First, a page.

An alternative to popular faith
Those rotten scoundrels have ruined our oceans and our shores. They should pay not only for the cleanup, not only for the jobs lost because of the pollution, not only for the damage, but they even should pay for jobs lost because of President Obama’s decision to stop deep-water drilling. BP should pay, pay, pay until they bleed, then pay some more. These people must be held accountable.
Phew! Now I feel better.
But, wait. What is BP? It’s a legal description, nothing more than words on a piece of paper. It has no physical existence. You can’t punish BP any more than you can punish a law or a page of sheet music. BP, as a legal entity, neither caused, nor can cure, the oil spill. That disaster was caused by people, and it is people, not a piece of paper, who must be held accountable.
So the question becomes, which people should be punished? BP has a huge number of employees, the vast majority of whom had nothing to do with the oil spill. It has a huge number of innocent shareholders, a huge number of innocent suppliers, a huge number of innocent oil users. In some ways, you and I are part of BP, because as users of oil and oil-related products (i.e. all products) we are affected by what its employees do.
Which of those people should be “held accountable”? What if holding all of BP “accountable” means thousands of innocent people will be fired, or innocent suppliers will be put out of business, or all of us will have to pay more for our oil and gas, or all of us who hold BP stock, either directly or as part of a fund, will lose? What if punishing BP has an adverse effect on the whole economy. Is that wise?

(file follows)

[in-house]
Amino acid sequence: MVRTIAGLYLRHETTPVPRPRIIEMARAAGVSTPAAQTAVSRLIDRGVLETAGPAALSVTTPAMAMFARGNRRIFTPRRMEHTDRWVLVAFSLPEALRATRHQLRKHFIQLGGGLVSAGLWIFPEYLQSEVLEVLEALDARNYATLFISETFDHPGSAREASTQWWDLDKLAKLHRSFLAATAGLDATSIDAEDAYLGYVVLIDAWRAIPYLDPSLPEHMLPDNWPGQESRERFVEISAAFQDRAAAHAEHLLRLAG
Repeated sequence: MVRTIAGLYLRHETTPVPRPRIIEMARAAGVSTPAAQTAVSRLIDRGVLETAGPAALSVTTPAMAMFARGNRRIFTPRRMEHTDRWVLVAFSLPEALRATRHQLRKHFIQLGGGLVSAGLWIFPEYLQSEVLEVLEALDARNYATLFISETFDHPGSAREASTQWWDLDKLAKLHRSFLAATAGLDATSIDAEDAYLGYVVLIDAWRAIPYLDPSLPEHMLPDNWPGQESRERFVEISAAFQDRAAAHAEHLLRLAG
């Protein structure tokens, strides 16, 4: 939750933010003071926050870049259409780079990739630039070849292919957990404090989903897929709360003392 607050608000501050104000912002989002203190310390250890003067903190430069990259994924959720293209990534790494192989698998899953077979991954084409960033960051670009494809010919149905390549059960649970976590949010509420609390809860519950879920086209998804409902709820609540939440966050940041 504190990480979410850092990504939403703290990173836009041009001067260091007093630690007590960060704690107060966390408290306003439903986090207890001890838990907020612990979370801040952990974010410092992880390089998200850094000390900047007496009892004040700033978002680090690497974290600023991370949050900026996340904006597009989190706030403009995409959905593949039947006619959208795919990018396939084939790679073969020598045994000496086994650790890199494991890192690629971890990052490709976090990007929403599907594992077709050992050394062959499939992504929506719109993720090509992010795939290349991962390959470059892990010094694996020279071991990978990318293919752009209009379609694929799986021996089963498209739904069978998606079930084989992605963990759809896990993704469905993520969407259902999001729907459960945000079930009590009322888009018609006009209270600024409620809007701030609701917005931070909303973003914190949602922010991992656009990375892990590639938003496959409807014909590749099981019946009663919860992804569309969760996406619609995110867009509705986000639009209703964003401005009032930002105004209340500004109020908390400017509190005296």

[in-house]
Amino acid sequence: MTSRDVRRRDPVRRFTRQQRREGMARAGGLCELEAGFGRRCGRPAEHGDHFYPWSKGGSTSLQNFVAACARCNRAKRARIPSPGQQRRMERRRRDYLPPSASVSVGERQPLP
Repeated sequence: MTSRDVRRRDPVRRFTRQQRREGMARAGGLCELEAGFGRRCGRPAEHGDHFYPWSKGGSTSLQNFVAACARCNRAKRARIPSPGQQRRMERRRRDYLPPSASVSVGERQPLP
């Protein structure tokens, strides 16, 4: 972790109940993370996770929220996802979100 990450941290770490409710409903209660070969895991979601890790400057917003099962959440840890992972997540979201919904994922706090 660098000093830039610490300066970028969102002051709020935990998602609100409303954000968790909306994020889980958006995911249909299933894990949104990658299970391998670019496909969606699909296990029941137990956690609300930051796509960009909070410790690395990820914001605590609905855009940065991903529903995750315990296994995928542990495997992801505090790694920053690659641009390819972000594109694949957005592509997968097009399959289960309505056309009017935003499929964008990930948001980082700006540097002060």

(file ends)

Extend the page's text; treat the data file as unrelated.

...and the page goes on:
Somewhere between vengeance and economic reality lies the answer. Punishing BP, as a company, punishes all of us who already are suffering from the gusher. And though widespread vengeance may feel good, there is a “cut-nose-spite-face” aspect to be considered. So, what can be done to help prevent a repeat?
First, let’s identify the people specifically responsible. Certain BP employees. Certain employees of BP suppliers. The guys who mixed and poured the rotten cement that didn’t hold.
And, with all the focus on BP, let’s not forget those government employees who failed equally. I’m talking about the people who, after having been bribed with nice gifts, so readily approved all of BP’s actions.
Yes, we should fine, fire, even jail all the responsible individuals. That would help prevent future problems. Of course, that doesn’t pay for all the efforts to cure the situation nor for all the losses. Who should pay the billions for that?
If you really care about the economy, and are not just flailing out in retribution, you would agree the economically wise approach would be for the federal government to pay. That way, the guilty would be punished, the innocent spared and the economy stimulated.
Government pays = people benefit. BP pays = people pay.
So what’s your choice: Vengeance or money in your pocket?
Rodger Malcolm Mitchell
No nation can tax itself into prosperity